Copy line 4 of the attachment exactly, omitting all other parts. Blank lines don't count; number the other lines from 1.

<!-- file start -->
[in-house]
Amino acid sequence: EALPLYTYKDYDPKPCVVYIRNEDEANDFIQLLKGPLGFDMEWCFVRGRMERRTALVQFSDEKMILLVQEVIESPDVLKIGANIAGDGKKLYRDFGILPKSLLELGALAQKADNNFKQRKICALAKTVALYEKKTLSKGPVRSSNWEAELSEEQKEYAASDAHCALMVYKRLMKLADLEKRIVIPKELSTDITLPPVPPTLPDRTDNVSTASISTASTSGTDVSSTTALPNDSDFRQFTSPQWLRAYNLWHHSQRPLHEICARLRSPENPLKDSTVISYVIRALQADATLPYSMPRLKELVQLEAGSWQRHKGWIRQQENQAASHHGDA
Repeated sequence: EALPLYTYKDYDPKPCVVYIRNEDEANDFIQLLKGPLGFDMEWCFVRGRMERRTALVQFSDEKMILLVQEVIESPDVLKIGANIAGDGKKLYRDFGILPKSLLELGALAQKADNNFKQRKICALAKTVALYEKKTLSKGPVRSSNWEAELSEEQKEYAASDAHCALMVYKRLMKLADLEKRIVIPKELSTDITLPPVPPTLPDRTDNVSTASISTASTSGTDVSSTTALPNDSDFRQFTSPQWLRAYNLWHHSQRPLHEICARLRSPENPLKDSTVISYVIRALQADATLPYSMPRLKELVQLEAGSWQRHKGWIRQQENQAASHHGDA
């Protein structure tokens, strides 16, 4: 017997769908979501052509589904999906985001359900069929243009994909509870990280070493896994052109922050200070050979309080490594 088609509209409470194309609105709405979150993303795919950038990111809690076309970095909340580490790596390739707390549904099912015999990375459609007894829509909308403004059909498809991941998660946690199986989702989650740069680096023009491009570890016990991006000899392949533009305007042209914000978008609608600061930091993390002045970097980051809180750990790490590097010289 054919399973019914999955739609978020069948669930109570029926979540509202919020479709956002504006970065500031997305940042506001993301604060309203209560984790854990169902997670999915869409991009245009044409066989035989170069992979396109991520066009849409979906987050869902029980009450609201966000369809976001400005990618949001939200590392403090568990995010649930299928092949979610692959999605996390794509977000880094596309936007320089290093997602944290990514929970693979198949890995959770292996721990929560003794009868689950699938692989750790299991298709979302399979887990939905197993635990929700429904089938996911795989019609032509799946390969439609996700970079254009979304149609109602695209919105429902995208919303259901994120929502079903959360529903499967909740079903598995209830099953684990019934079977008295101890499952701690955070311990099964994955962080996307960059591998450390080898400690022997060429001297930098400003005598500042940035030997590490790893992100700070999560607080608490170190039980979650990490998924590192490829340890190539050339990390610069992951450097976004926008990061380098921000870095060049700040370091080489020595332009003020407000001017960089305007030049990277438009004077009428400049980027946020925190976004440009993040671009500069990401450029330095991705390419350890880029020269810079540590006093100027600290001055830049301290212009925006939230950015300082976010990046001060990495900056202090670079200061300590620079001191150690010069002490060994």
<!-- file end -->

């Protein structure tokens, strides 16, 4: 017997769908979501052509589904999906985001359900069929243009994909509870990280070493896994052109922050200070050979309080490594 088609509209409470194309609105709405979150993303795919950038990111809690076309970095909340580490790596390739707390549904099912015999990375459609007894829509909308403004059909498809991941998660946690199986989702989650740069680096023009491009570890016990991006000899392949533009305007042209914000978008609608600061930091993390002045970097980051809180750990790490590097010289 054919399973019914999955739609978020069948669930109570029926979540509202919020479709956002504006970065500031997305940042506001993301604060309203209560984790854990169902997670999915869409991009245009044409066989035989170069992979396109991520066009849409979906987050869902029980009450609201966000369809976001400005990618949001939200590392403090568990995010649930299928092949979610692959999605996390794509977000880094596309936007320089290093997602944290990514929970693979198949890995959770292996721990929560003794009868689950699938692989750790299991298709979302399979887990939905197993635990929700429904089938996911795989019609032509799946390969439609996700970079254009979304149609109602695209919105429902995208919303259901994120929502079903959360529903499967909740079903598995209830099953684990019934079977008295101890499952701690955070311990099964994955962080996307960059591998450390080898400690022997060429001297930098400003005598500042940035030997590490790893992100700070999560607080608490170190039980979650990490998924590192490829340890190539050339990390610069992951450097976004926008990061380098921000870095060049700040370091080489020595332009003020407000001017960089305007030049990277438009004077009428400049980027946020925190976004440009993040671009500069990401450029330095991705390419350890880029020269810079540590006093100027600290001055830049301290212009925006939230950015300082976010990046001060990495900056202090670079200061300590620079001191150690010069002490060994």